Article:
WILMINGTON, Mass. The Bruins got their work on this morning at Ristuccia Arena between home-and-home games against the Maple Leafs, and worked diligently on their neutral zone coverage after some defensive slippage in a run-and-gun victory over the Maple Leafs.
It may be nitpicking for Julien, but it may also be the first signs that the Bruins are getting a little complacent after rocking November with a 12-0-1 record and shooting up the Northeast Division standings. Those are the kind of things that can portend a losing stretch if theyre not properly addressed in practice, and the Bs coach went about doing so.
I saw some slipping in our defensive systems and coverage more against Toronto in that last game than I saw through the entire run that were on, said Julien. So today was about addressing and correcting those things before it becomes a bigger issue in the next few games."The challenge is to keep us at the height of where we need to be at on a regular basis. It's becoming tougher and tougher. We're finding ways to win, but the coaching staff has found areas we need to work on where part of our game is slipping a little bit. We need to make sure we fix those kinds of things if we want to make ourselves better if we want to win hockey games."
Jordan Caron and Steve Kampfer were both missing from practice on Friday after getting sent down to the Providence Bruins to take in a little game action, but Julien indicated that both players would be back in time for the two-game road trip through Pittsburgh and Winnipeg next week.
The lines from practice:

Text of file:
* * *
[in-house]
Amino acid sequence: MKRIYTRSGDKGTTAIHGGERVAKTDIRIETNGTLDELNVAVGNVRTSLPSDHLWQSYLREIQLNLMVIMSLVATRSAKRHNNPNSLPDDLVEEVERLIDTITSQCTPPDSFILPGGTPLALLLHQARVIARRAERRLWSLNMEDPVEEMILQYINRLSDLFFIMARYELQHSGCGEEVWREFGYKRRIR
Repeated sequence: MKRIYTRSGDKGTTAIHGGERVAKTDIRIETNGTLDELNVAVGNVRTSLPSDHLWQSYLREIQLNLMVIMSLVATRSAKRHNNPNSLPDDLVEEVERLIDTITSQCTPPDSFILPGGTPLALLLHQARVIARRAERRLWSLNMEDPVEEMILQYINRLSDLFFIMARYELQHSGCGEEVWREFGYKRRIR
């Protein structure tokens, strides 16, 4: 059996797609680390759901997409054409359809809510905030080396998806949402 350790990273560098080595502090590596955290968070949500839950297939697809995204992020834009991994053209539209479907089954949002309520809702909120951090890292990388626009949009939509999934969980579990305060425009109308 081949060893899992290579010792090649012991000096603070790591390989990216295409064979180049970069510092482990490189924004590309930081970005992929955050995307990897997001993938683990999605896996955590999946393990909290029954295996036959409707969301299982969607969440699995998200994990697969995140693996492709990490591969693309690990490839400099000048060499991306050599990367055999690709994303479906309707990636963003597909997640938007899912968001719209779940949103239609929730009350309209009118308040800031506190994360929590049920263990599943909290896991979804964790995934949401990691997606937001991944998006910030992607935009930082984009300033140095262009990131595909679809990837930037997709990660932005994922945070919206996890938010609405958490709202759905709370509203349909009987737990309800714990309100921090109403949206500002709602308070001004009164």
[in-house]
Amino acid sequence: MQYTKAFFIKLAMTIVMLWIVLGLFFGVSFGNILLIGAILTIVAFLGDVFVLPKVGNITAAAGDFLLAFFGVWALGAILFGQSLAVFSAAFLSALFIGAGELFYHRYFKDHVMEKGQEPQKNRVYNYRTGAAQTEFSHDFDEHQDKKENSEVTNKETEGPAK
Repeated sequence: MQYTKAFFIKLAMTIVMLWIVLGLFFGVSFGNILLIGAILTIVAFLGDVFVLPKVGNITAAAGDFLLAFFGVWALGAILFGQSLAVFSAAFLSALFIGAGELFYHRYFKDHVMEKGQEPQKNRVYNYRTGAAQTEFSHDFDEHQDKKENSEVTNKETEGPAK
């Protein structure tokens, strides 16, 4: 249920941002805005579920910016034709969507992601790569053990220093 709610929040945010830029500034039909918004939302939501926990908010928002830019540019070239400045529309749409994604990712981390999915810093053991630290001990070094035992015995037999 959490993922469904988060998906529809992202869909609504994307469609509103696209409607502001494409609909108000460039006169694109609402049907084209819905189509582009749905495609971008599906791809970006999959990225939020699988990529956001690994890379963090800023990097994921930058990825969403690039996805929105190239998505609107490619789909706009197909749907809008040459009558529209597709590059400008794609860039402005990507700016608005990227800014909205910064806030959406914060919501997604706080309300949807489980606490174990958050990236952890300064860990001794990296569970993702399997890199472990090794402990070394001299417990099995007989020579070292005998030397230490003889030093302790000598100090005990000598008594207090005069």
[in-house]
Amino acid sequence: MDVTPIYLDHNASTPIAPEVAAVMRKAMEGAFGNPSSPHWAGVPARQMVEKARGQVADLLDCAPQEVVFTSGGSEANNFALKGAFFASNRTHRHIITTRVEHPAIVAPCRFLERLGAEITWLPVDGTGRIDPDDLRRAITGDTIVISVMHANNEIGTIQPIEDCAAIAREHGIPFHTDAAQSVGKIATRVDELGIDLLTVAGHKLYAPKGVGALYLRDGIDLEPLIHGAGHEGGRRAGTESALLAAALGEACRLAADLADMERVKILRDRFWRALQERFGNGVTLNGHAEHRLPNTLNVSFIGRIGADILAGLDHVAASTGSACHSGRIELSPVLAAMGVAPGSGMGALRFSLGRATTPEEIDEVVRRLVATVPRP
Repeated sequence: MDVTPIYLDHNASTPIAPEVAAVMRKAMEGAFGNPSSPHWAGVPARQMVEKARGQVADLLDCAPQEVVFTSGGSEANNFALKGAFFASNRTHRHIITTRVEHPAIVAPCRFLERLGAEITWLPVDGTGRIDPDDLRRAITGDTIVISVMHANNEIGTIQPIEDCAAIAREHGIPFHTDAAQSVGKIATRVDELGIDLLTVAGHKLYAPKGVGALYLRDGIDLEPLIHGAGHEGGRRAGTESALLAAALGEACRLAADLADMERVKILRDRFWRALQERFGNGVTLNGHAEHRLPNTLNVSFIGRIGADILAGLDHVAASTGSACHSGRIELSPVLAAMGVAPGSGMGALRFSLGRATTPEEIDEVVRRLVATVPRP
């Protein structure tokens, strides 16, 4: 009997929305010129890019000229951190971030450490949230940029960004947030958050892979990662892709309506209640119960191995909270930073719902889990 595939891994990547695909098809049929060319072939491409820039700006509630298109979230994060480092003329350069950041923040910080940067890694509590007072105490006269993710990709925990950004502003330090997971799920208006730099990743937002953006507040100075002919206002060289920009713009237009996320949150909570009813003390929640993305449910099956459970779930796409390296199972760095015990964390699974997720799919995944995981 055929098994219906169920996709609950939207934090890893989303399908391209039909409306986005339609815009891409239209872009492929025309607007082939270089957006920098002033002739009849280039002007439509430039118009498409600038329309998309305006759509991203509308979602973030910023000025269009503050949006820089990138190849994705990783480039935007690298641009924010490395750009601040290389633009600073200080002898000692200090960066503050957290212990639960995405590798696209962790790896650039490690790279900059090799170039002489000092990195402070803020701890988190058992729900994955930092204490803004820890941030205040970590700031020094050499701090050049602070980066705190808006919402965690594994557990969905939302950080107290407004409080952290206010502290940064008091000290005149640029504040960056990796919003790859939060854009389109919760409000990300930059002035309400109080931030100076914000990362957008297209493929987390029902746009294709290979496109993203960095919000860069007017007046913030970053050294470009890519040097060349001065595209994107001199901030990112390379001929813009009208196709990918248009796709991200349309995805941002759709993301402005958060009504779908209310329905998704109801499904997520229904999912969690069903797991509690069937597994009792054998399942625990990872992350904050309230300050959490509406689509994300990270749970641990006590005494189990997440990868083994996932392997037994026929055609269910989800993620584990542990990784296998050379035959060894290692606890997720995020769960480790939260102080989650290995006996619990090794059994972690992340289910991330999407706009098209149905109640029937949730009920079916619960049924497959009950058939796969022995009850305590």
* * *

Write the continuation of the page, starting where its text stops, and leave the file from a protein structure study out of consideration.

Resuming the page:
The Coyotes have hired former player Craig Cunningham as a pro scout, keeping the 26-year-old in hockey after a cardiac episode ended his playing career this season.
Drafted by the Bruins in the fourth round of the 2010 draft, Cunningham played 34 games for Boston over parts of two seasons before he was waived and claimed by Arizona. He totaled 19 games for the Coyotes, but served as captain of the Tucson Roadrunners, the team’s AHL affiliate.
Cunningham was hospitalized after he collapsed during pregame warmups on Nov. 19. He was kept alive by continual CPR, but had his lower left leg amputated the next months due to an infection from the episode.
Known as a high-character player who was popular with his teammates, Cunningham’s transition to scouting lets him further his career after a scary break.
"I'm very excited to begin the next chapter of my life with the Coyotes," Cunningham said in a statement released by the team. "I'm very grateful to John Chayka, Dave Tippett, the Coyotes and Roadrunners organizations, and all of the great fans across Arizona for the incredible support I've received over the past year. I'm looking forward to helping the Coyotes and I can't wait to get started in my new role."
Said Chayka, the team’s general manager: ”We're thrilled to have Craig join our hockey operations department as a pro scout. Craig was a smart, hard-working player with an incredible passion for the game. We're confident that he will bring those same qualities to the Coyotes in his new role and that he will be an invaluable asset to our organization. We look forward to Craig helping us in several areas and are excited that he is staying with the club."
Phil Perry and CSNNE.com Patriots Insider Tom E. Curran debate which receiver has been better for the Patriots: Wes Welker or Julian Edelman? It's part of this edition of Quick Slants The Podcast.